Renowned for its beaches, places of worship and world heritage architecture, Goa is visited by large numbers of international and domestic tourists each year. It also has rich flora and fauna, owing to its location on the Western Ghats range, which is classified as a biodiversity hotspot.
Tourism is generally focused on the coastal areas of Goa, with decreased tourist activity inland. In 2004, there were more than two million tourists reported to have visited Goa, about 360,000 of whom were from abroad.
Goa has two main tourist seasons winter and summer. In the winter time, tourists from abroad (mainly Europe) come to Goa to enjoy the splendid climate. In the summertime (which, in Goa, is the rainy season), tourists from across India come to spend the holidays.
With the rule of the Portuguese for over 450 years and the consequential influence of Portuguese culture, Goa presents a somewhat different picture to the foreign visitor than other parts of the country. The state of Goa is famous for its excellent beaches, churches, and temples. The Bom Jesus Cathedral, Fort Aguada and a new wax museum on Indian history, culture and heritage in Old Goa are other tourism destinations.
1) Vagator Beach.
Historic sites and neighbourhoods in Goa
Goa has two World Heritage Sites the Bom Jesus Basilica and a few designated convents. The Basilica holds the mortal remains of St. Francis Xavier, regarded by many Catholics as the patron saint of Goa (the patron of the Archdiocese of Goa is actually the Blessed Joseph Vaz). Once every twelve years, the body is taken down for veneration and for public viewing. The last such event was conducted in 2004. The Velhas Conquistas regions are also known for its Goa-Portuguese style architecture. There are many forts in Goa such as Tiracol, Chapora, Corjuem, Aguada, Gaspar Dias and Cabo de Rama.
In many parts of Goa, mansions constructed in the Indo-Portuguese style architecture still stand, though in some villages, most of them are in a dilapidated condition. Fontainhas in Panaji has been declared a cultural quarter, showcasing the life, architecture and culture of Goa. Some influences from the Portuguese era are visible in some of Goa's temples, notably the Mangueshi Temple and the Mahalasa Temple, although after 1961, many of these were demolished and reconstructed in the indigenous Indian style.
Museums and Science Centre.
Goa also has a few museums, the two important ones being Goa State Museum and the Naval Aviation Museum. The Aviation museum is the only one of its kind in the whole of India. Also, a place not well known to tourists is the Goa Science Center, which is located in Panjim. The National Institute of Oceanography (NIO) is also located in Goa at Dona Paula.
The Coolest Place in India’ is Goa.
Now our road takes us to the magnificent kingdom of Goa…The people of this kingdom are strong, prudent and very hardworking… The kingdom of Goa is the most important in India…It is civilized, having famous orchards and water. It is the coolest place in India and it is the most plentiful in foodstuffs.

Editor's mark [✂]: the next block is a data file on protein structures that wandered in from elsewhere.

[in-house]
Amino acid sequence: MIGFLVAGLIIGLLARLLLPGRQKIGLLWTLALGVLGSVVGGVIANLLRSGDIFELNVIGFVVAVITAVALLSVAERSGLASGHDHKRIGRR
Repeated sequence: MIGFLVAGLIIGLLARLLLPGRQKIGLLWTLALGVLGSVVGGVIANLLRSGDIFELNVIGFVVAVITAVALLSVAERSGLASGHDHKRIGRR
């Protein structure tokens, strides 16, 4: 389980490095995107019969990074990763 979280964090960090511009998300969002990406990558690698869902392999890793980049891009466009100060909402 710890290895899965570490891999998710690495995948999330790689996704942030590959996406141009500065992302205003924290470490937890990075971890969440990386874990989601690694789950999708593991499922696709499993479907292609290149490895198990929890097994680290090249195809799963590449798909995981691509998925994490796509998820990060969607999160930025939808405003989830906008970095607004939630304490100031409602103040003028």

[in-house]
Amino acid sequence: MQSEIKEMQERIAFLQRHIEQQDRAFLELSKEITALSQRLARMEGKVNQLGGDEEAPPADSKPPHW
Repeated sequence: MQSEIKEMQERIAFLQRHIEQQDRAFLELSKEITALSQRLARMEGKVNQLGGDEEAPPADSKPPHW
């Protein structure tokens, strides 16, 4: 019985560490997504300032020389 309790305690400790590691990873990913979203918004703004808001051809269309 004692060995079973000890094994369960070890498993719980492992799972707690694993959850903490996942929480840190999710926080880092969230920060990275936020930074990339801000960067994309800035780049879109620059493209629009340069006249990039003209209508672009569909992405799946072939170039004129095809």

‘The white people make a practice of going to the kingdom of Goa to enjoy the shade and the groves of trees and to savour the sweet betel.’These revealing remarks on Goa come not from the hippies or ‘flower power’ generation of the sixties and early seventies who thronged the beaches of Anjuna, Vagator and Arambol in search of salvation and ‘peace’. These remarks were made over five centuries ago by the Portuguese Ambassador to China who visited Goa around the year 1511. They serve as a vivid precursor to the generations that followed in our times to the fabled land of Goa.In those tumultuous and rebellious times in the sixties, it was then not the ‘sweet betel’ that was the prime attraction but a different kind of ‘weed’. But Goa, since those days of the angry generation, has moved on to attract a multitudinous, peaceful and cosmopolitan school of visitors from all around the globe. Down the corridors of time Goa has been different things to different people. To the Portuguese conquerors it was ‘Golden Goa’, the El Dorado, the ‘Rome of the East’Such was its beauty and grandeur, that a traveller was moved to remark ‘Whoever has seen Goa, need not visit Lisboa’—Lisbon, which was then the grand epicenter of the Portuguese dominions. Some decades later, the early 17th century French traveller Francois Pyrard wrote ‘Whoever has been in Goa may say that he has seen the choicest rarities of India, for it is the most famous and celebrated city, on account of its commercial intercourse with people of all nationalities of the East who bring there the products of their respective countries,articles of merchandize, necessaries of life and other commodities in great abundance because every year more than a thousand ships touch there laden with cargo.’Pyrard continued with near prophetic veracity ‘…as for the multitude of people, it is a marvel to see the number which come and go every day by sea and land on business of every kind…One would say that a fair was being held every day for the sale of all sorts of merchandise.’While the contemporary traveller may not come to modern, thriving Goa ‘for the sale of all sorts of merchandise’, the ‘fair’ is still very much on. The traveller is here to find something different a balm on the busy mind, to enjoy days of freedom on Goa’s magnificent beaches, to parasail or swim with the tide of fellow visitors from all around the globe, to savour its unique cuisine and imbibe its spirits, to take a long and invigorating trek in its unexplored interiors, to marvel at its majestic temples and churches, in short, to be at one with the most friendly people in the country.
SEABIRD TOURISTS takes you to the Goa and makes the journey comfortable.